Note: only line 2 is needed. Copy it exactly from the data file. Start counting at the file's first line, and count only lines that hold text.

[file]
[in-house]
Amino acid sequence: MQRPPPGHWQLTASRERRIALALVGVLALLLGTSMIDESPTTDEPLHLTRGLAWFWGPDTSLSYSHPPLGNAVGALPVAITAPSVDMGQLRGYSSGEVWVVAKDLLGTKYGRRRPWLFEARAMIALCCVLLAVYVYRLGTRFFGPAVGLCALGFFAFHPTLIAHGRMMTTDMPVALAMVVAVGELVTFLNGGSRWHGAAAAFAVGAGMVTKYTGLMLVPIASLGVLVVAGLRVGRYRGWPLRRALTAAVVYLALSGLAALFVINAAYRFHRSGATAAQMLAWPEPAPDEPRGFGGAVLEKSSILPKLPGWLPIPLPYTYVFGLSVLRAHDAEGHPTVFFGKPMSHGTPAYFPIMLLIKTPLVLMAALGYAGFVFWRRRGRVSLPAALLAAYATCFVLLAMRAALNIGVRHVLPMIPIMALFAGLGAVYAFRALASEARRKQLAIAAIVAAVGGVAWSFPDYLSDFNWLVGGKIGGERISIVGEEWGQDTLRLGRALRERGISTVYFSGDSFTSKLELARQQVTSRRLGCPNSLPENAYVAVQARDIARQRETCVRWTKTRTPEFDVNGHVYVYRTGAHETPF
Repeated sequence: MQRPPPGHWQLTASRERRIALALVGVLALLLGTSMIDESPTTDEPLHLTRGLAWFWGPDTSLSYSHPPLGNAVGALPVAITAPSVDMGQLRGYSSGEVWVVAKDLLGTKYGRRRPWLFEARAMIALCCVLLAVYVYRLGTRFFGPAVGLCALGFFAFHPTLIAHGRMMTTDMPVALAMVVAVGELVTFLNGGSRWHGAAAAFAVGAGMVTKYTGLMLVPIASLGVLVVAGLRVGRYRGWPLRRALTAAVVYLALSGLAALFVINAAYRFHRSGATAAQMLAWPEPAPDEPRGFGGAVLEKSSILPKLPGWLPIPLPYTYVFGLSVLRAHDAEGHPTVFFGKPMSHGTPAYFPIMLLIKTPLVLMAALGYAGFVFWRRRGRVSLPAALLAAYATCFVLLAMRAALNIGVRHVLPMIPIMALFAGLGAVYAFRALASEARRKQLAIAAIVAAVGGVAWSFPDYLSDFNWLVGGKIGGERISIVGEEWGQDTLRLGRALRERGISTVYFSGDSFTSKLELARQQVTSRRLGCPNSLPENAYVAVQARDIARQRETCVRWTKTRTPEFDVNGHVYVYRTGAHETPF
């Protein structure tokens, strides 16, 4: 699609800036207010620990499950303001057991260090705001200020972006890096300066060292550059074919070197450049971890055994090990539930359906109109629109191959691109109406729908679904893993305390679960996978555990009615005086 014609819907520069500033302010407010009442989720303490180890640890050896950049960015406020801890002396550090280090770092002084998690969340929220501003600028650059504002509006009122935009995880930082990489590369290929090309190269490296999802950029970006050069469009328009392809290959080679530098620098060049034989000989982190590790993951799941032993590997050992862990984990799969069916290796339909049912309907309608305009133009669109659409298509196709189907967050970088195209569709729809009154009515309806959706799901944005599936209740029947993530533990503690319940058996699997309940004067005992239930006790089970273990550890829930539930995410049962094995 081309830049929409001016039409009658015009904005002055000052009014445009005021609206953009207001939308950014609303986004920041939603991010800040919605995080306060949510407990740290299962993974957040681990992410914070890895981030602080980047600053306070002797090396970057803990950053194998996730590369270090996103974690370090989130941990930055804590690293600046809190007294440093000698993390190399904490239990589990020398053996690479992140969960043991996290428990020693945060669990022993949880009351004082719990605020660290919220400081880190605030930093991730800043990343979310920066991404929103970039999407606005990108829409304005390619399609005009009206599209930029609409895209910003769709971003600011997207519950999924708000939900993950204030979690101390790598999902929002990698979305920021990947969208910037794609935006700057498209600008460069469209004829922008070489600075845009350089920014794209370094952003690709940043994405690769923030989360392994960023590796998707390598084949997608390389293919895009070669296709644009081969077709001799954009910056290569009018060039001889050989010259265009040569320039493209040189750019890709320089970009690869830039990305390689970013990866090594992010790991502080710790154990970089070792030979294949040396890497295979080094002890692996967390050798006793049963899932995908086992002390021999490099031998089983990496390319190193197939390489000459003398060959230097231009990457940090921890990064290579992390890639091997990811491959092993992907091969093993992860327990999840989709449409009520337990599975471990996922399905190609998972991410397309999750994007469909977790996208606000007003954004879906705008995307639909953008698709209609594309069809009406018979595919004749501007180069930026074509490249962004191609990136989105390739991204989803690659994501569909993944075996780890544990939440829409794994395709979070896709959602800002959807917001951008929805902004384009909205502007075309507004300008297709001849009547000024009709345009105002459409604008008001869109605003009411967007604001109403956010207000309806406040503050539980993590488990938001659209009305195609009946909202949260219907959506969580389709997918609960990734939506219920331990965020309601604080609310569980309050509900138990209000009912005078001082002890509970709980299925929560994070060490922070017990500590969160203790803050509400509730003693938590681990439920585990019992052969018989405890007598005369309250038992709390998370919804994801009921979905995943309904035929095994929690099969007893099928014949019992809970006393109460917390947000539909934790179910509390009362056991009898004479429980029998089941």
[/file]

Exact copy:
Amino acid sequence: MQRPPPGHWQLTASRERRIALALVGVLALLLGTSMIDESPTTDEPLHLTRGLAWFWGPDTSLSYSHPPLGNAVGALPVAITAPSVDMGQLRGYSSGEVWVVAKDLLGTKYGRRRPWLFEARAMIALCCVLLAVYVYRLGTRFFGPAVGLCALGFFAFHPTLIAHGRMMTTDMPVALAMVVAVGELVTFLNGGSRWHGAAAAFAVGAGMVTKYTGLMLVPIASLGVLVVAGLRVGRYRGWPLRRALTAAVVYLALSGLAALFVINAAYRFHRSGATAAQMLAWPEPAPDEPRGFGGAVLEKSSILPKLPGWLPIPLPYTYVFGLSVLRAHDAEGHPTVFFGKPMSHGTPAYFPIMLLIKTPLVLMAALGYAGFVFWRRRGRVSLPAALLAAYATCFVLLAMRAALNIGVRHVLPMIPIMALFAGLGAVYAFRALASEARRKQLAIAAIVAAVGGVAWSFPDYLSDFNWLVGGKIGGERISIVGEEWGQDTLRLGRALRERGISTVYFSGDSFTSKLELARQQVTSRRLGCPNSLPENAYVAVQARDIARQRETCVRWTKTRTPEFDVNGHVYVYRTGAHETPF